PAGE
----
Early Psychosis

Early psychosis refers to the onset of psychotic symptoms that are outside of what is considered a typical experience of the world. Psychotic symptoms may include hallucinations (perceiving things that others don’t perceive) and delusions (strongly held beliefs that get in the way of daily functioning). Other symptoms may include low mood, lack of energy, and a withdrawal from activities that one used to enjoy. Early identification and treatment of psychosis is crucial to prevent further deterioration and improve long-term outcomes. The latest research indicates that recovery is possible — a big departure from what was historically viewed as an all-or-nothing disorder.

I am trained in Cognitive-Behavioral Therapy for Psychosis (CBTp), the gold standard for treatment for early psychosis.  CBTp is based on the idea that psychotic symptoms are often accompanied by negative thoughts, beliefs, and behaviors that can worsen symptoms and impair functioning. The goal is to help individuals identify challenging beliefs and develop more adaptive coping strategies. I work closely with families involved and ensure that care is coordinated between myself and any other care providers. My hope in working with individuals experiencing psychosis is to empower them to get closer to the life they want to live rather than a sole focus on symptom reduction.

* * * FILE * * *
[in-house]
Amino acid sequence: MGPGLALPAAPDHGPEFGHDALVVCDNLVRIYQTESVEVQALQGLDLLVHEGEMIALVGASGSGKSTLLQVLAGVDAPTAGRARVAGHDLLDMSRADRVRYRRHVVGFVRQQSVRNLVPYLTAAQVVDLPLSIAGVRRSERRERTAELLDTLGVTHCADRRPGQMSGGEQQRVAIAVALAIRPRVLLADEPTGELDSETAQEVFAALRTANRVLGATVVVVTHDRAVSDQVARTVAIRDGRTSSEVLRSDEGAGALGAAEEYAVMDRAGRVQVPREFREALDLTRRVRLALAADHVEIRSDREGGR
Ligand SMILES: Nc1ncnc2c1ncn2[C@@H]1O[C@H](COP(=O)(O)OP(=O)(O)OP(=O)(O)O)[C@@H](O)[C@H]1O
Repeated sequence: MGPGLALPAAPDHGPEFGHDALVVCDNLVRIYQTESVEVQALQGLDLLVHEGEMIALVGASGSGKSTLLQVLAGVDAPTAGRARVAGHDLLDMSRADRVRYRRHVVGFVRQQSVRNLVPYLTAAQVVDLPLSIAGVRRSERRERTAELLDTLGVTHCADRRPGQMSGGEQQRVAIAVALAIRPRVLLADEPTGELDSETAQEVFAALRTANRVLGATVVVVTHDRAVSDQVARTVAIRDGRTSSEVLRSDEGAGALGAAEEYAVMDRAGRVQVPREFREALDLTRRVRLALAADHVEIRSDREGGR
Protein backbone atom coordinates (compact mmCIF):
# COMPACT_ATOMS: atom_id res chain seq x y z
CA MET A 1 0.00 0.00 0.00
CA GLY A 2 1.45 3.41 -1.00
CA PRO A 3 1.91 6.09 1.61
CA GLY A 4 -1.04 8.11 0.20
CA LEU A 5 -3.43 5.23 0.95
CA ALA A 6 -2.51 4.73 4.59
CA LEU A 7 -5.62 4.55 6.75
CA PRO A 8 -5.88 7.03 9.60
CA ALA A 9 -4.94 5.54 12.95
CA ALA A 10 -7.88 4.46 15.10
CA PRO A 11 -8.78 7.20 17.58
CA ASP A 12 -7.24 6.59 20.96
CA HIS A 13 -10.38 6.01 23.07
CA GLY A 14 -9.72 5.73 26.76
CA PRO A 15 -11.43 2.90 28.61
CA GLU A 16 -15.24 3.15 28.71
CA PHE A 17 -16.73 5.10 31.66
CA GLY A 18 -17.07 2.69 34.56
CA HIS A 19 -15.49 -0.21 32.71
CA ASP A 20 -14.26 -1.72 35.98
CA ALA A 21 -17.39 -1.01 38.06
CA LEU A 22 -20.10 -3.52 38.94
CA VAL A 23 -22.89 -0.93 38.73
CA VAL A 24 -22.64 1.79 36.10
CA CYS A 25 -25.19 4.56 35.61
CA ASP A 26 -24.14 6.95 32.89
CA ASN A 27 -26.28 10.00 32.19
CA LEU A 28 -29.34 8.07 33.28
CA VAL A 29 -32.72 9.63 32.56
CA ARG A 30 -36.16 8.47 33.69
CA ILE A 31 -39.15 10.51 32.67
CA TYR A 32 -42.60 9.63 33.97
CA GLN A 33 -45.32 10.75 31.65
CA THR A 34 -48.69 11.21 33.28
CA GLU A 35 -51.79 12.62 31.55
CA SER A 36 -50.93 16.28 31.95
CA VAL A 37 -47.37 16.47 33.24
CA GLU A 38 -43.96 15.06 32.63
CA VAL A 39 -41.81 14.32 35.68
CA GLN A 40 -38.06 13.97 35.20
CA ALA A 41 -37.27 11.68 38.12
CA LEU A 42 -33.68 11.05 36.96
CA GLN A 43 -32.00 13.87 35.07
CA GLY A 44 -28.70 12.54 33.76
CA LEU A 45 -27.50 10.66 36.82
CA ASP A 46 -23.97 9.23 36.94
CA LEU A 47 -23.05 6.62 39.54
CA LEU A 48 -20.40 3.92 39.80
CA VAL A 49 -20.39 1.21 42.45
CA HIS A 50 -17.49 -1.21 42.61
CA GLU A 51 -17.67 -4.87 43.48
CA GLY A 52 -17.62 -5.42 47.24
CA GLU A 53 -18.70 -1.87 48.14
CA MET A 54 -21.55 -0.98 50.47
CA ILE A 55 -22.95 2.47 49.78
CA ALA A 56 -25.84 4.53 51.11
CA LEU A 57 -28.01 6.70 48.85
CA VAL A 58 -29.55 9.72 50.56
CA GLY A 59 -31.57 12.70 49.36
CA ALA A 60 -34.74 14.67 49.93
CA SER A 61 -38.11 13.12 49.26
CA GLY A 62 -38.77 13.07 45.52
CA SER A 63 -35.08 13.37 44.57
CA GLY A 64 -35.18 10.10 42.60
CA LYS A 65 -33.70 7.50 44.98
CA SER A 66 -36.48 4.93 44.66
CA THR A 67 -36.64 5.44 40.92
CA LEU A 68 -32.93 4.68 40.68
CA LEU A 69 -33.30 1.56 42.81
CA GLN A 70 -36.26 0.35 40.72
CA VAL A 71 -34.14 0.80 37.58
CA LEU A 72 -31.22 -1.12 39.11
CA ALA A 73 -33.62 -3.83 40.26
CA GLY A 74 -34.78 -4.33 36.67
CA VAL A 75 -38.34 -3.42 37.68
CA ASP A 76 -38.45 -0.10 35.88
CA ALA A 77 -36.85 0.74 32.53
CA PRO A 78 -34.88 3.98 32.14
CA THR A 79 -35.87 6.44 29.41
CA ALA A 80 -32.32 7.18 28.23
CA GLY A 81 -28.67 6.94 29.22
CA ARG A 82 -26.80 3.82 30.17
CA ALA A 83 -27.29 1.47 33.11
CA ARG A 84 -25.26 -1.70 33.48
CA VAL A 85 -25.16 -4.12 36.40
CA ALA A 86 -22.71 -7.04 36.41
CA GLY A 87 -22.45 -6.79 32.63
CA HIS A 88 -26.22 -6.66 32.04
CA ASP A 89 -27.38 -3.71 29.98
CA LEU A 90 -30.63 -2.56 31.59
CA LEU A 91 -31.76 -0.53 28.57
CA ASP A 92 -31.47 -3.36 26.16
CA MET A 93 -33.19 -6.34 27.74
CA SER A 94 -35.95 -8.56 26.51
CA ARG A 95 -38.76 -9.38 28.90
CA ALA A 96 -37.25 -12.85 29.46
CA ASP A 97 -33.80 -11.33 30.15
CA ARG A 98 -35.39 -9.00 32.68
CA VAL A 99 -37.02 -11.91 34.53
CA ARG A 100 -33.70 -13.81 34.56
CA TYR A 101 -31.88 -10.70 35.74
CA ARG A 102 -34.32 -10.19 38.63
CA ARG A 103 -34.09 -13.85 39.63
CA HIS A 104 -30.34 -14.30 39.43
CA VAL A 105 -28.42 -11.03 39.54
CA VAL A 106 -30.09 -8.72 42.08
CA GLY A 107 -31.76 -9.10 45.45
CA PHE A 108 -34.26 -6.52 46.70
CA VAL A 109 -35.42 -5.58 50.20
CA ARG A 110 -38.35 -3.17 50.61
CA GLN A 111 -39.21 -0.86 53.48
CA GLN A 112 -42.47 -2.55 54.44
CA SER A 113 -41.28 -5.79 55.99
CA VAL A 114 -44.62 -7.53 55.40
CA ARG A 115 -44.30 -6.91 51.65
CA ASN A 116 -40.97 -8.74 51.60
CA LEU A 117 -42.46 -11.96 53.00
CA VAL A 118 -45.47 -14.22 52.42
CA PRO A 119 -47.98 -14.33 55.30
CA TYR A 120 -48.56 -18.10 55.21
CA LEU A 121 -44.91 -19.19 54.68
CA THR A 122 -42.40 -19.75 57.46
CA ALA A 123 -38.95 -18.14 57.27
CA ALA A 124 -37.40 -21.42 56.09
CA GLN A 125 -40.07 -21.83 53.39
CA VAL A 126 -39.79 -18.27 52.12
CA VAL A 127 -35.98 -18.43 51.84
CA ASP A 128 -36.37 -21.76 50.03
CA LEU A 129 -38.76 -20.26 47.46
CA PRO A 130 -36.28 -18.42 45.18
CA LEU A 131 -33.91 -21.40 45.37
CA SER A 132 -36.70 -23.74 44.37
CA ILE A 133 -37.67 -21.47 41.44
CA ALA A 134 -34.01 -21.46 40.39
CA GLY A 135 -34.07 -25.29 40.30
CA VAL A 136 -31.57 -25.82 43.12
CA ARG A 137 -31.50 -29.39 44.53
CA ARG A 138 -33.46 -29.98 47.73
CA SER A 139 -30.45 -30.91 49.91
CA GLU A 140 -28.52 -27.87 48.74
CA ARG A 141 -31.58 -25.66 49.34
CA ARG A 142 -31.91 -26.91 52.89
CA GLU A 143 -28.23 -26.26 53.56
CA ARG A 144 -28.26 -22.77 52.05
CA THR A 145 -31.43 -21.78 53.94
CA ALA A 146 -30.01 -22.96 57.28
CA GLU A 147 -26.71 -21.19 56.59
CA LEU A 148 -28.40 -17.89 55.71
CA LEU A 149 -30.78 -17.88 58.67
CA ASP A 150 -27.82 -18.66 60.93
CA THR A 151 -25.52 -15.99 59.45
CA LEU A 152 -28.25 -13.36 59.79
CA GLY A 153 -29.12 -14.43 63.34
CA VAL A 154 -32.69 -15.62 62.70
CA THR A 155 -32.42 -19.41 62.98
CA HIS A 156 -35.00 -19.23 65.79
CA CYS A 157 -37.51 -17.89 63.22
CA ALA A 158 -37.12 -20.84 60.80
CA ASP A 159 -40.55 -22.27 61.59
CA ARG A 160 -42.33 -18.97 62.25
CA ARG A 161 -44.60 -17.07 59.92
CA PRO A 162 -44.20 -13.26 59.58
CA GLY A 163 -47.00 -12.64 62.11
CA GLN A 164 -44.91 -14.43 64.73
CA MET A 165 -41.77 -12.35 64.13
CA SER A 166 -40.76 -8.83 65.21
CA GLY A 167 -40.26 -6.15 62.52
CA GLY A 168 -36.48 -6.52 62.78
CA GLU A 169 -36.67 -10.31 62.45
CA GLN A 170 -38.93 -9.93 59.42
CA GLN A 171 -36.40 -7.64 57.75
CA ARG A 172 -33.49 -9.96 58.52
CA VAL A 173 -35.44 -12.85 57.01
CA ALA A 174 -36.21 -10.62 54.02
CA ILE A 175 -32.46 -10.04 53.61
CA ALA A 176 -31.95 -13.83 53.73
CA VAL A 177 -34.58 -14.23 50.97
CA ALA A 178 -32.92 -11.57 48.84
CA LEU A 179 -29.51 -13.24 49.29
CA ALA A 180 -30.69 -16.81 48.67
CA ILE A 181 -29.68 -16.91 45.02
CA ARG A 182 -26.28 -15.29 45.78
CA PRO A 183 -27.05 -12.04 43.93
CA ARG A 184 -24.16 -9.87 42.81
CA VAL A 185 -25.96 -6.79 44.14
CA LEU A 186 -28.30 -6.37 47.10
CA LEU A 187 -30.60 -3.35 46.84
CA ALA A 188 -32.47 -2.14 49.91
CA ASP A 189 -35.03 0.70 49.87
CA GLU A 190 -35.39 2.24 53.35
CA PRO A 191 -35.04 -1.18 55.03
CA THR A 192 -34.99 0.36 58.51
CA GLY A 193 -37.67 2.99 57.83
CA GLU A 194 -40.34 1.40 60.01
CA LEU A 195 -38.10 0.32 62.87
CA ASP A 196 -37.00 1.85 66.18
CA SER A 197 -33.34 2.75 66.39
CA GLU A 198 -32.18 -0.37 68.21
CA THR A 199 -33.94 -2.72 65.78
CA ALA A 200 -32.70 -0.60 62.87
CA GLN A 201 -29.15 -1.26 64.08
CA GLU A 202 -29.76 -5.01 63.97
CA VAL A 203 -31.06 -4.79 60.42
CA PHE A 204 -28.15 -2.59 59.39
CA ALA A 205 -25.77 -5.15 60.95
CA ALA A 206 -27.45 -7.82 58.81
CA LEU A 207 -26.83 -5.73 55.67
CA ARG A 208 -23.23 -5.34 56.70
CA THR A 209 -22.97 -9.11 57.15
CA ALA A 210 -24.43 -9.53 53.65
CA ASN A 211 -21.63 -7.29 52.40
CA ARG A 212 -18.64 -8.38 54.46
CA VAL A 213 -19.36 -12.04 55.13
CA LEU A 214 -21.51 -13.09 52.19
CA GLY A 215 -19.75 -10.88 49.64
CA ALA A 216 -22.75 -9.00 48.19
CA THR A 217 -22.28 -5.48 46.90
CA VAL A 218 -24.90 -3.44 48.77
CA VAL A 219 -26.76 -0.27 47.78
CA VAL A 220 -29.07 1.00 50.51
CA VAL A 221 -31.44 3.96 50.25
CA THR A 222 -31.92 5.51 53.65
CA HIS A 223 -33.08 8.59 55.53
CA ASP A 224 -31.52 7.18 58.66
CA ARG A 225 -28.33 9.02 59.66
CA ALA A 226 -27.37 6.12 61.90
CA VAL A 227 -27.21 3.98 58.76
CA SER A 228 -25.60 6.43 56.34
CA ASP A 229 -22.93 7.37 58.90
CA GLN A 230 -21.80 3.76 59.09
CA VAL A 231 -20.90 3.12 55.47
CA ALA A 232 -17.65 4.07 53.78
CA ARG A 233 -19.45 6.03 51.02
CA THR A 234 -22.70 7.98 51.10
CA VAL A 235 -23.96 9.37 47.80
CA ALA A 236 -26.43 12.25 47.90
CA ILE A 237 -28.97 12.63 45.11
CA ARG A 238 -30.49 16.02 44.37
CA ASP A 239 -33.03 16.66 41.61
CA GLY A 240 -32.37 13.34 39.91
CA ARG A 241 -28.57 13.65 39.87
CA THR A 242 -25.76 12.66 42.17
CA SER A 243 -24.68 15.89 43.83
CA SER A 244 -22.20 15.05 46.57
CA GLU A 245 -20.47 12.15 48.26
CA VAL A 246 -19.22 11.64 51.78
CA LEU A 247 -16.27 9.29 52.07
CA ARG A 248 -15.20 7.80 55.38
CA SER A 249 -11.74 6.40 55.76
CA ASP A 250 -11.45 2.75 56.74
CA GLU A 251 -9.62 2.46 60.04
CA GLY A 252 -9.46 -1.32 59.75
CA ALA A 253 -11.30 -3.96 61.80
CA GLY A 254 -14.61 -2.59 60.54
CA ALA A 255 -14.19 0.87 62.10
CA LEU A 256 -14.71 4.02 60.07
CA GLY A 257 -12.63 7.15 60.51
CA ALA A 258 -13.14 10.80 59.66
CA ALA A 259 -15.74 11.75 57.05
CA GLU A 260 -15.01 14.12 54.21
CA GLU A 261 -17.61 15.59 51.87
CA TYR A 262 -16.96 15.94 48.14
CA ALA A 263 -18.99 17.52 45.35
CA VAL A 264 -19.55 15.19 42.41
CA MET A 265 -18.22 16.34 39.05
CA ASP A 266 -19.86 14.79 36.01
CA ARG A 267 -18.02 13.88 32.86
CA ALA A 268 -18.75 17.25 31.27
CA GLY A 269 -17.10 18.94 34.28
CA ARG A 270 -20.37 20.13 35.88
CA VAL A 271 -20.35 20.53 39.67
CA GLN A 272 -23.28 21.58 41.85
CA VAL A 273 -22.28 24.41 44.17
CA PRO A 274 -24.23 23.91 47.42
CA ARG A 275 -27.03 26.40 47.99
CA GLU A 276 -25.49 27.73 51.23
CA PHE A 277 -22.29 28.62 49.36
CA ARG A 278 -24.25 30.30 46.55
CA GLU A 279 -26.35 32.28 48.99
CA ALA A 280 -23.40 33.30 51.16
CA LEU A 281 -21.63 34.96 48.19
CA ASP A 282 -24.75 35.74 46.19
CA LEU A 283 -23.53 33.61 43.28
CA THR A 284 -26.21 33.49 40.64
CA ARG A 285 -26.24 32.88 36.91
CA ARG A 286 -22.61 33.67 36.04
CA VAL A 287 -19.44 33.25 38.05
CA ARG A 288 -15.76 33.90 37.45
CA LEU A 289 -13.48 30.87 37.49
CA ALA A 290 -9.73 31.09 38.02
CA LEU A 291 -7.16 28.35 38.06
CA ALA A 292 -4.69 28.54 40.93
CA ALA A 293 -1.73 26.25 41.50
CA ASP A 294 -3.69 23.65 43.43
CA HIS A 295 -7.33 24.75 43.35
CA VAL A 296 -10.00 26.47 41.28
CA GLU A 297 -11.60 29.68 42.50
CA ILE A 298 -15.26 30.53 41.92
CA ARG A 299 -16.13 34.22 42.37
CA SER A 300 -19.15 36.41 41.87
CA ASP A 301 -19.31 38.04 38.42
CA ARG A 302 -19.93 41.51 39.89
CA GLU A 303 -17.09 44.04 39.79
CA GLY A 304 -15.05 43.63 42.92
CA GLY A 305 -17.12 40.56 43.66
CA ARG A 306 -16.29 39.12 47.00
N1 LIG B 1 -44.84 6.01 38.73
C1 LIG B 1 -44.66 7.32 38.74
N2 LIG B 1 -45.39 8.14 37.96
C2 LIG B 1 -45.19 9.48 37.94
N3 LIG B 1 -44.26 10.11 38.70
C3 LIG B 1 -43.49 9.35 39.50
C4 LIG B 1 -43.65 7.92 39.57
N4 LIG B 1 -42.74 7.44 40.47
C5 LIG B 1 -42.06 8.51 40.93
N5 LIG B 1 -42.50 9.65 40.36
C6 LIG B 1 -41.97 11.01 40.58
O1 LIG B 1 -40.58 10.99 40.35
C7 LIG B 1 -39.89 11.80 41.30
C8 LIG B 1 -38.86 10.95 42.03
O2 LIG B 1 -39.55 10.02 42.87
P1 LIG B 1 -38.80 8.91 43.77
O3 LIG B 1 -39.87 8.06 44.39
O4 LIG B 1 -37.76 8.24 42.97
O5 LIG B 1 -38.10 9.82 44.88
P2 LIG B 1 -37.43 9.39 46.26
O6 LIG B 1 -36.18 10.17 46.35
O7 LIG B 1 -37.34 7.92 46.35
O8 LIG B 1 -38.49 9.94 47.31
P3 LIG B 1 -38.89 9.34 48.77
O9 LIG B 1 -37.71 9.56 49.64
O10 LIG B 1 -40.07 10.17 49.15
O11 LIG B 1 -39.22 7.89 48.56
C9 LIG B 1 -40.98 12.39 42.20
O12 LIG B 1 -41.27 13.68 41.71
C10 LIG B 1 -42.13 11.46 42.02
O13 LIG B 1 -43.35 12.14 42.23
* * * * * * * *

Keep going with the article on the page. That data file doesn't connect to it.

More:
I am also an adjunct faculty member at Stanford University teaching Cognitive Behavioral Therapy for Psychosis (CBTp) as part of the effort to promote data driven care and improve outcomes in early psychosis in California (EPI-CAL).
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